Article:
Landscapes of the Month: Maintaining a High-End Open-Air Shopping Center - The Edge from the National Association of Landscape Professionals

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Landscapes of the Month: Maintaining a High-End Open-Air Shopping Center

Photo: David J. Frank Landscape Contracting

Located in Madison, Wisconsin, Hilldale is an open-air shopping center with over 50 stores located on 30 acres of land. Due to the previous landscaper not living up to Hilldale’s premium brand, the client decided it was time to hire a new company to complete the job.

In 2019, the client brought in David J. Frank Landscape Contracting, based in Germantown, Wisconsin, to handle the landscape management.

David J. Frank Landscape Contracting received a Gold Award for their maintenance of Hilldale in the 2022 Awards of Excellence. 

Photo: David J. Frank Landscape Contracting

“It means a lot to have earned this award for not only myself, but also the employees that work on this project, our company, and, of course, the client,” says Kurt Bartel, senior horticulturist at David J. Frank Landscape Contracting. “The client’s dedication and support of horticulture is very much appreciated. Personally, I worked very hard on this project; I collaborated with the client, ordered all the plant material, planned the install, and then executed it. I am very proud of our company received this award.”

Throughout the project, the company experienced a multitude of challenges, from perfecting the landscape to meeting Hilldale’s standards of not disrupting business.

“The most challenging aspect of the project is the overall scope of the job, spread over the 30-acre grounds of a very large, beautiful outdoor mall,” Bartel says. “The access is difficult, moving all the materials on site, and having to be off this site once the mall opens to avoid conflict with the businesses and their patrons.”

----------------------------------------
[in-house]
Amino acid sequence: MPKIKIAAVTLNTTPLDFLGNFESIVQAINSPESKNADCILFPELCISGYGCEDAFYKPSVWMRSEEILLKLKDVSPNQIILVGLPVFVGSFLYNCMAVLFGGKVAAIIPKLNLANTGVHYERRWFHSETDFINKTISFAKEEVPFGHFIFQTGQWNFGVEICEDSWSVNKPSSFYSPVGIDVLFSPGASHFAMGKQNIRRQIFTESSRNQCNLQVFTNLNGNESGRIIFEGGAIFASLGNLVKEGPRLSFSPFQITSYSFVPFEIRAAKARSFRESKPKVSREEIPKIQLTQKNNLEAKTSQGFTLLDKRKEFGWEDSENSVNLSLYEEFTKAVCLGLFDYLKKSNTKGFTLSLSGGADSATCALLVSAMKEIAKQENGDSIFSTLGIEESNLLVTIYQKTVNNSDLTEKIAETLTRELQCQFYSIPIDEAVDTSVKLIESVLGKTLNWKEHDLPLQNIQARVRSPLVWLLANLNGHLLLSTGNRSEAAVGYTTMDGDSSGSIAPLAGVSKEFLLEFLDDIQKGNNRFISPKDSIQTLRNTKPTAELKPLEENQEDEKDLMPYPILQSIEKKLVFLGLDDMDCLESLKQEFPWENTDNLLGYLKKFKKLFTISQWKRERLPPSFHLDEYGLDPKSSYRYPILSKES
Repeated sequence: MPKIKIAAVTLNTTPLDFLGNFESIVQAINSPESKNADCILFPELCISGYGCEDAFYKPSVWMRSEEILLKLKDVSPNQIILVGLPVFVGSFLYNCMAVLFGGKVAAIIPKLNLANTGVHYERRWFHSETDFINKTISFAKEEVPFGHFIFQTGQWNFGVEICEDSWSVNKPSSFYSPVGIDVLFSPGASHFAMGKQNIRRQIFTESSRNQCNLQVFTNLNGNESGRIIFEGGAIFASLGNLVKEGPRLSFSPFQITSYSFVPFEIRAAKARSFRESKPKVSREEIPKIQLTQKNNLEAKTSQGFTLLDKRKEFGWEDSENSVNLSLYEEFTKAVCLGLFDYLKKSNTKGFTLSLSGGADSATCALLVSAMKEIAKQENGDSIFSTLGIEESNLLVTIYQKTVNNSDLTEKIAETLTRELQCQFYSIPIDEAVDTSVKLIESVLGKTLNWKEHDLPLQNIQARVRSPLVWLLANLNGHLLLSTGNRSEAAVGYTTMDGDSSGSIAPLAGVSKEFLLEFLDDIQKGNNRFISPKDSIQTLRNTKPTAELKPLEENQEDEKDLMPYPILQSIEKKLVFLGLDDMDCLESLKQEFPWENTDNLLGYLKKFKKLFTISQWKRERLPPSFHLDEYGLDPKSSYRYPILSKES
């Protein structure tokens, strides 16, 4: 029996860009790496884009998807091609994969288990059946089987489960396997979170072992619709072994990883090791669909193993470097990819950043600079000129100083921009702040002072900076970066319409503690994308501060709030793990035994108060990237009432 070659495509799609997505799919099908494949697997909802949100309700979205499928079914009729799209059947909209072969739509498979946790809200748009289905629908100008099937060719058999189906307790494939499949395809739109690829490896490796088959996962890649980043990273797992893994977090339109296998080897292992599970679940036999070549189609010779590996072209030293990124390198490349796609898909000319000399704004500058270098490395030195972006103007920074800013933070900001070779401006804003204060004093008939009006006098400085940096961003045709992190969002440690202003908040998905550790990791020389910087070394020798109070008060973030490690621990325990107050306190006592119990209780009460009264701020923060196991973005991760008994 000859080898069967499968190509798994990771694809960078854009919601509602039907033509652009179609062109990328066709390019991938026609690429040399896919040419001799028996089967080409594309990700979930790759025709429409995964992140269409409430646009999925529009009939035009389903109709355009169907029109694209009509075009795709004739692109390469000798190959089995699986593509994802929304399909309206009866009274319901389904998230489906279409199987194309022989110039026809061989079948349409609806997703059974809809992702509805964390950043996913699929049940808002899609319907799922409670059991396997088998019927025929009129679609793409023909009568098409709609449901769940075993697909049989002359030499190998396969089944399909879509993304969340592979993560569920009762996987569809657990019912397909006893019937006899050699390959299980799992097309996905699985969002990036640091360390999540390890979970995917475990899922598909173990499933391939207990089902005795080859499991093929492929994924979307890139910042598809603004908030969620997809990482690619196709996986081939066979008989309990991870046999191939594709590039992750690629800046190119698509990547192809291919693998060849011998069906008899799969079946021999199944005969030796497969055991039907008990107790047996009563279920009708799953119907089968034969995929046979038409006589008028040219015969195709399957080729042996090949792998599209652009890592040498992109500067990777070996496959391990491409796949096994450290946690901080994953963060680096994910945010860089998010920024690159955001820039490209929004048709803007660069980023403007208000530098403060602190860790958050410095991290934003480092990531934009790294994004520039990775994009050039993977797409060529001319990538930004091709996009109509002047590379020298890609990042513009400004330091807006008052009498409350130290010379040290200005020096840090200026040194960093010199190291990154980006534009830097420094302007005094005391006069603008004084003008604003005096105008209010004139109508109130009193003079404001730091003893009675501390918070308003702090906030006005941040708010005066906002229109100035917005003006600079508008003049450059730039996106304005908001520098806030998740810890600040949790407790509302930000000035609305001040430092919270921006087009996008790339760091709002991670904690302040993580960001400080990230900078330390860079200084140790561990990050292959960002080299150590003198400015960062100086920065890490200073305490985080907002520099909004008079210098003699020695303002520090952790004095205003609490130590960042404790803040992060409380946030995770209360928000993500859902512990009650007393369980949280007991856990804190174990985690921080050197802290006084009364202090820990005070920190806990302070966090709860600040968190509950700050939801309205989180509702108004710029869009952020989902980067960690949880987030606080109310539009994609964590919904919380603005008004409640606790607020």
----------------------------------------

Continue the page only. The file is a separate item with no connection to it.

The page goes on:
Adding on to why the mall caused issues, the ongoing maintenance of pinching, deadheading, IPM, weeding, fertilizing and watering all have to be done within the early morning hours to avoid conflict.

Photo: David J. Frank Landscape Contracting

The client also attracts high-end clientele, so high-end landscaping is expected when it comes to maintaining the project. David J. Frank Landscaping Contracting uses extensive four-season landscaping, which takes almost 200 manhours to meet the client’s expectations.

The spring color includes 950 cool-season annuals, 760 bulbs, and 512 mixed pansies. The summer display features 2,586 individual annuals, 129 large, raised containers, and 15 annual flower beds. The fall install has 2,072 plants, 163 pumpkins and large gourds, 72 bundles of cornstalks, and 46 hay bales. For the winter season, 4,515 pounds of decorative boughs, 612 square feet of garland, 147 bows, 28 birch stems, 13 six-foot balsam firs, and one twenty-five-foot tree , all fully decorated.

The four seasonal change-outs require the removal of the previous color rotation. The day before a new rotation is installed, all of the plant material and organic debris is removed. All beds and container soil are prepped with peat moss and mushroom compost to raise soil levels to proper heights and amend them.

Photo: David J. Frank Landscape Contracting

“To do the four-season color rotations takes about eleven employees to install each rotation in one to two days, depending on the rotation,” Bartel says. “Winter décor is the most labor-intensive rotation. The ongoing maintenance takes four employees to maintain, excluding management and administration.”

The watering consists of three applications, depending on the weather conditions, per week. The applications are done early in the morning to avoid any public contact and to allow for the moisture on leaf surfaces to dry to prevent disease.

Overall plant grooming is done weekly during watering cycles to keep the plants looking their best. Many of the plants are pinched to promote branching and keep the plants looking fuller; plants are also deadheaded to enhance colorful flowering and discourage disease development.

Photo: David J. Frank Landscape Contracting

All weeding is done by hand due to the client not wanting herbicides to be used; applications of a fungicide and insecticide are applied every two weeks to allow enough drying time and avoid exposure to the public.

“We are responsible for all aspects of maintenance,” Bartel says. “Watering and plant grooming is done three times a week for five hours on average for each occurrence. Mowing and weed control is done weekly with three employees, for thirty hours a week on average.”

When it comes to pruning, edging, lawn care, trim shape, insect and disease control, and other horticultural services, they conduct these when it is appropriate, outside of general maintenance.

Overall, the company spends about 60 hours per week, depending on weather conditions, maintaining this property.

Interested in participating in the Awards of Excellence? Be sure to enter your projects by July 10, 2023.